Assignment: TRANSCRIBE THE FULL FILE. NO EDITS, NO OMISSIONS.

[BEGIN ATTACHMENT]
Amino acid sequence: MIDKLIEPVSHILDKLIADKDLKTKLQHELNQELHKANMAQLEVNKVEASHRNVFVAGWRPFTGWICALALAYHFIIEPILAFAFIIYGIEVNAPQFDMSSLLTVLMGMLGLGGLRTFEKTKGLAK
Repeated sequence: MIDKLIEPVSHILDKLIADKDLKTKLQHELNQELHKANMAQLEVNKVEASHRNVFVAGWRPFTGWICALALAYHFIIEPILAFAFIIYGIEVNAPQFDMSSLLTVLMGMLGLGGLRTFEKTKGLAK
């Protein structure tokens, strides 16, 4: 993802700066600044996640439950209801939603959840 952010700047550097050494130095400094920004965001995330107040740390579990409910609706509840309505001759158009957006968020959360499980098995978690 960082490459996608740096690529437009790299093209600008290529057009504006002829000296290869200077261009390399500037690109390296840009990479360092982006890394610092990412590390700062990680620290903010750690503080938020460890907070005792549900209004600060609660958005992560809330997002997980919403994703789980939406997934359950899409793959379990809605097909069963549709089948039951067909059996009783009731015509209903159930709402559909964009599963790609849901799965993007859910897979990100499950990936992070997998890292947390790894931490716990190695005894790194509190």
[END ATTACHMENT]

Amino acid sequence: MIDKLIEPVSHILDKLIADKDLKTKLQHELNQELHKANMAQLEVNKVEASHRNVFVAGWRPFTGWICALALAYHFIIEPILAFAFIIYGIEVNAPQFDMSSLLTVLMGMLGLGGLRTFEKTKGLAK
Repeated sequence: MIDKLIEPVSHILDKLIADKDLKTKLQHELNQELHKANMAQLEVNKVEASHRNVFVAGWRPFTGWICALALAYHFIIEPILAFAFIIYGIEVNAPQFDMSSLLTVLMGMLGLGGLRTFEKTKGLAK
């Protein structure tokens, strides 16, 4: 993802700066600044996640439950209801939603959840 952010700047550097050494130095400094920004965001995330107040740390579990409910609706509840309505001759158009957006968020959360499980098995978690 960082490459996608740096690529437009790299093209600008290529057009504006002829000296290869200077261009390399500037690109390296840009990479360092982006890394610092990412590390700062990680620290903010750690503080938020460890907070005792549900209004600060609660958005992560809330997002997980919403994703789980939406997934359950899409793959379990809605097909069963549709089948039951067909059996009783009731015509209903159930709402559909964009599963790609849901799965993007859910897979990100499950990936992070997998890292947390790894931490716990190695005894790194509190």